Aww Jen, I feel bad for Eric, it must be really hard for him to deal with all he does. I like everyone else would just suggest doing something he could excel at alone. I taught martial arts for a long time and really really recommend it. We had all sorts of kids come through our doors, and my greatest joy was seeing those kids that I knew struggled, in school, with their confidence, with short attention spans or impulse control issues succeed. It really is a huge way to build confidence and would give Eric something he can succeed at by himself. I know you said he doesn't like to try new things but if there is any way to entice him into trying it, I would definitely reccommend it. I hope you find something that helps him out.

votemom said...

is he getting one-on-one time with you or your husband? that is something that has helped with our kids over the years. put it on the calendar and stick to it. let him know he can count on that time every two weeks or whatever you decide. make sure nothing interrupts of delays it.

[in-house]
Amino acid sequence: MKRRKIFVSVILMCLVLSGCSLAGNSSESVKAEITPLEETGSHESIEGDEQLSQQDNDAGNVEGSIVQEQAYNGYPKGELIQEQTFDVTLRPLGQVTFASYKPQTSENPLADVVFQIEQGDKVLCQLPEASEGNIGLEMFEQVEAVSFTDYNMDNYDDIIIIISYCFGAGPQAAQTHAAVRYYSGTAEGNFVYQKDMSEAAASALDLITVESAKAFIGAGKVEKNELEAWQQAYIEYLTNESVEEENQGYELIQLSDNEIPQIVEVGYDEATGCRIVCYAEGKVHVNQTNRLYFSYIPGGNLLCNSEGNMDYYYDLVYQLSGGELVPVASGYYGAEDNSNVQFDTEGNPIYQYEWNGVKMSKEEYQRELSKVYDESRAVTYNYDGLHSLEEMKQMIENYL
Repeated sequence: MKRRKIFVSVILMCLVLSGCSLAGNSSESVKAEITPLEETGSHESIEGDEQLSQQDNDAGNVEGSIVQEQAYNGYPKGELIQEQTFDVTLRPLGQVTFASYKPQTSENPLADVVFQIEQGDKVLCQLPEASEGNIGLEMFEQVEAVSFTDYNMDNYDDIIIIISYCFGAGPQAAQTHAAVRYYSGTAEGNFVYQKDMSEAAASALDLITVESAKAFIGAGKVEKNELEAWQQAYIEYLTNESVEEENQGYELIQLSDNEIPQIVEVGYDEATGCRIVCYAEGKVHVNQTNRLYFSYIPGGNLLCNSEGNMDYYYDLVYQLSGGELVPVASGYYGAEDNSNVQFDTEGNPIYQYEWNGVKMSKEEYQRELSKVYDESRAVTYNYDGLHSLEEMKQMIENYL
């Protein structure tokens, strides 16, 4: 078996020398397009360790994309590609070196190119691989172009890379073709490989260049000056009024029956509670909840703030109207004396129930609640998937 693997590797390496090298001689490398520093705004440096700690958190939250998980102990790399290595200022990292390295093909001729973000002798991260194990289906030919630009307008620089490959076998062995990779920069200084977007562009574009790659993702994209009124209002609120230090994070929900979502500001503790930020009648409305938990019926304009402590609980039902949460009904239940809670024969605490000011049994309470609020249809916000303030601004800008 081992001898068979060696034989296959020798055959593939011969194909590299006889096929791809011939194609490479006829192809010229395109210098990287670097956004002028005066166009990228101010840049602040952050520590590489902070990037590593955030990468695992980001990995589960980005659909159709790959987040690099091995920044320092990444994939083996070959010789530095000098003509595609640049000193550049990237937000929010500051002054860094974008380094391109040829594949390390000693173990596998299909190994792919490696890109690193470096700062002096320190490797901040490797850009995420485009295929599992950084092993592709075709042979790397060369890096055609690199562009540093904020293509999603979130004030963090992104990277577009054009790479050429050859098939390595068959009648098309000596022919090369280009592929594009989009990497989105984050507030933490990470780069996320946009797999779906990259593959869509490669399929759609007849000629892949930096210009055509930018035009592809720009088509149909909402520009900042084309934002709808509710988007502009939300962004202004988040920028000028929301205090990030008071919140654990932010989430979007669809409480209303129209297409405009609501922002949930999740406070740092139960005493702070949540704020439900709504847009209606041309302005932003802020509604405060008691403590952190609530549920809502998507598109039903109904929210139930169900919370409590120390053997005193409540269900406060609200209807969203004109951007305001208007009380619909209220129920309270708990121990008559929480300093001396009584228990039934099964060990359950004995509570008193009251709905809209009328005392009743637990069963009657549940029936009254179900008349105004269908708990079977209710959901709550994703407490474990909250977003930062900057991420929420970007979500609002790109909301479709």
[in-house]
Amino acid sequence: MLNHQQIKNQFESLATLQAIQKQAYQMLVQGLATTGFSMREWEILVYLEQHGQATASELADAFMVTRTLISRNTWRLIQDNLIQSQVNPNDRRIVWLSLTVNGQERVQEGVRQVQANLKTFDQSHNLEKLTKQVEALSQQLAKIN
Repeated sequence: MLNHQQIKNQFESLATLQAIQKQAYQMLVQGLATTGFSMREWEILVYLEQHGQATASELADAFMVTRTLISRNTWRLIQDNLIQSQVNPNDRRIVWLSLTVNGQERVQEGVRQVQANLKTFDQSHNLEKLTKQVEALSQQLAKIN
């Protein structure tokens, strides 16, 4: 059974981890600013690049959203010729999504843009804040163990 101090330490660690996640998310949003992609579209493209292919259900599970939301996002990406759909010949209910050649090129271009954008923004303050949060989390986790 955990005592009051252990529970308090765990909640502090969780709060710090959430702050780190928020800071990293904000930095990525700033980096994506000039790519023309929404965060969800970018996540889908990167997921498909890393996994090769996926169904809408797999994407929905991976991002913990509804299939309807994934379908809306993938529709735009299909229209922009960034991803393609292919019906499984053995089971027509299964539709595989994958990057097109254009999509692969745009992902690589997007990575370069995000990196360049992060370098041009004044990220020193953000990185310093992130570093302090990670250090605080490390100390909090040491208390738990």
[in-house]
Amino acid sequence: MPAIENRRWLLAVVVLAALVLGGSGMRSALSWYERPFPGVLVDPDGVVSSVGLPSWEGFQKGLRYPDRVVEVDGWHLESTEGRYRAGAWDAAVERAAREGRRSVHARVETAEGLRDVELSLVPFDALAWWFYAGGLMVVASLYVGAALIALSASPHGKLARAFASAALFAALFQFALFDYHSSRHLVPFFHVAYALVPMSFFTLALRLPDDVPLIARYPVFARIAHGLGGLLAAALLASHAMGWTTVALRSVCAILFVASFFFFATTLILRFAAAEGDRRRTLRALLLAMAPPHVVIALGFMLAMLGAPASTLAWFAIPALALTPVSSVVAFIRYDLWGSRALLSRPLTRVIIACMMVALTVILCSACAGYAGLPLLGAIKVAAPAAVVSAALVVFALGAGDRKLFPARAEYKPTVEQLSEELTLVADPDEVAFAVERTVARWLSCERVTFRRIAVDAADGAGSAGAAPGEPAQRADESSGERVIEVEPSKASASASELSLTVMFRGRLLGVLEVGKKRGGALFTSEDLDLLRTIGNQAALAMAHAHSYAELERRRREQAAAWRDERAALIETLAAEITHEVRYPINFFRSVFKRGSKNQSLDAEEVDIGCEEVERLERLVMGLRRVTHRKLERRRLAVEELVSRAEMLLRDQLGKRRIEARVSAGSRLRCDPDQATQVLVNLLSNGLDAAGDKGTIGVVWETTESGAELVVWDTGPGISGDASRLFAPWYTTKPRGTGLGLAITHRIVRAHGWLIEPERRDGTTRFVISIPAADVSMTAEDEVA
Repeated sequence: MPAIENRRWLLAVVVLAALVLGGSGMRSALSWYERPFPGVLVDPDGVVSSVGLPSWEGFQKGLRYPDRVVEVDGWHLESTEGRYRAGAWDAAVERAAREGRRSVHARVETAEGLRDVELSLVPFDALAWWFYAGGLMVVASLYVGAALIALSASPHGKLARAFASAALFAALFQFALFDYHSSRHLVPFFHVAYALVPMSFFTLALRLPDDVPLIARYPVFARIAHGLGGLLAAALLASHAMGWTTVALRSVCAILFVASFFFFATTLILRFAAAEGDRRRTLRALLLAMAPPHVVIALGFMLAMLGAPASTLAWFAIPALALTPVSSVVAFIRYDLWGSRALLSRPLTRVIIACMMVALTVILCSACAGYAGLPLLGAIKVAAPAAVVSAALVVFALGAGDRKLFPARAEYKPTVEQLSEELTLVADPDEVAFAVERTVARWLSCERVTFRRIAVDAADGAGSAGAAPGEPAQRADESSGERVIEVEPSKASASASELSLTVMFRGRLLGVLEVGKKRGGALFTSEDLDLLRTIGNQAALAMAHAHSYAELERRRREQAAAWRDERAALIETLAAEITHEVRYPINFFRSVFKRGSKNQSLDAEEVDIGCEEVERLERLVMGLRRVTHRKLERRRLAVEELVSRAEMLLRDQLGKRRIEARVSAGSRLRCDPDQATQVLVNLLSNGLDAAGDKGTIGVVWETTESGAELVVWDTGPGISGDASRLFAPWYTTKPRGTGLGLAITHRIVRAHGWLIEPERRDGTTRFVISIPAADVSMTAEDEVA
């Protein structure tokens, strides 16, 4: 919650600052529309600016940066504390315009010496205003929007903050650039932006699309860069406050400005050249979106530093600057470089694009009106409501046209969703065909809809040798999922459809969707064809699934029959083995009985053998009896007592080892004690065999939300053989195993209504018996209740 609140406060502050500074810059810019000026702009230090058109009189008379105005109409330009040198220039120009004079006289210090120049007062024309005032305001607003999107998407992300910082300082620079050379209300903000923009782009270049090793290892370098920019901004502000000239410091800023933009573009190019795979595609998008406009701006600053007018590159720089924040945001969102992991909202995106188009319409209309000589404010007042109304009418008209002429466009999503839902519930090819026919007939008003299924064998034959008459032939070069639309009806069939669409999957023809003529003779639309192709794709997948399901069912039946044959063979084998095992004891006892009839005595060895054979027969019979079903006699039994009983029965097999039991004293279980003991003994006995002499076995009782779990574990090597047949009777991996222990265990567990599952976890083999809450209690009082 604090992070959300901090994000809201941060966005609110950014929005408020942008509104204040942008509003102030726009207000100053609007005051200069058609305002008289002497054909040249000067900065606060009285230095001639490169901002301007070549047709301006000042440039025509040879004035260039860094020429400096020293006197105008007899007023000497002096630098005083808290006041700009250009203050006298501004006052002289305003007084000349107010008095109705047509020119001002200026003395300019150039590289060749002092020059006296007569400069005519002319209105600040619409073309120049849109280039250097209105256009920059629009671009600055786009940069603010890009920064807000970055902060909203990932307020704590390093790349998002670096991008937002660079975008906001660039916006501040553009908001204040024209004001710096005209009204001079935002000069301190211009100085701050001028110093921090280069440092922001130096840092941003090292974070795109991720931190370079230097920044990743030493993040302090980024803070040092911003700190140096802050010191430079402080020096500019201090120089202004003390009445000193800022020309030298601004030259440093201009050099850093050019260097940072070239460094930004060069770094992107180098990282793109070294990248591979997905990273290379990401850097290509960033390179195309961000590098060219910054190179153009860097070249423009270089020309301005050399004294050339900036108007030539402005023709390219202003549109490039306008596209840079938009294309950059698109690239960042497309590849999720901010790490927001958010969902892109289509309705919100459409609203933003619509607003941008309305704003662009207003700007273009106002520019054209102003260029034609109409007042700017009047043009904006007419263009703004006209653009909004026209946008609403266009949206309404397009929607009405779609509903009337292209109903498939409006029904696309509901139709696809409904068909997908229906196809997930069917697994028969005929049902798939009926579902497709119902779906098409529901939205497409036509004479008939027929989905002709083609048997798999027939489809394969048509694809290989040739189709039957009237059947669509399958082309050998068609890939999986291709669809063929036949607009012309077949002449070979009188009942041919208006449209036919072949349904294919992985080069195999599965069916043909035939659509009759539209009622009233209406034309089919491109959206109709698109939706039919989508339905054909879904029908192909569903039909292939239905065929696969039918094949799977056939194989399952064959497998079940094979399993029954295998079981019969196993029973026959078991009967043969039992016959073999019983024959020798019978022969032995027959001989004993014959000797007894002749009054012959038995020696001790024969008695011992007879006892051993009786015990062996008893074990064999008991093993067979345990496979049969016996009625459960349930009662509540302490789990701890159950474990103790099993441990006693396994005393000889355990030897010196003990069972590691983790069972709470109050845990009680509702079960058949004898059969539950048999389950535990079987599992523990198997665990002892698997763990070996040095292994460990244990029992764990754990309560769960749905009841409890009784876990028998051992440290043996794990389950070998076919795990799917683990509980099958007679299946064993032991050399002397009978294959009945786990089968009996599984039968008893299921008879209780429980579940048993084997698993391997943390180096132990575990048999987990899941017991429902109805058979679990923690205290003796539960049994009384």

you sound like a really great mom. and i'm sure he believes that deep down.

on top of it all, 13 is just a yucky age.

Unknown said...

Of all the kids, Eric probably gets the most alone time. I work in his classroom all day, everyday so he gets TONS more "mom" time than the other kids. PLUS, his older brother travels with his hockey team on a bus, but on Eric's team, a parent must drive him so he gets SEVERAL weekends away alone with daddy every year as well.

As far as extra "fun" times - he is extremely resistant to doing anything that identifies him as :different" so if we suggest a dinner out or lunch or a treat, he isn't interested. He DOES come along on shopping trips or grocery shopping alone, but he doesn't want to do something that is about him, unless his brothers are there too.

LOL he is a COMPLICATED kiddo!

abebech said...

I just rediscovered you through another blogger, used to read you on a forum a long time ago, I think!
Your post is beautiful, and it shows that you are already doing what matters most -- recognizing in and through all of that his unique and beautiful self and also his pain.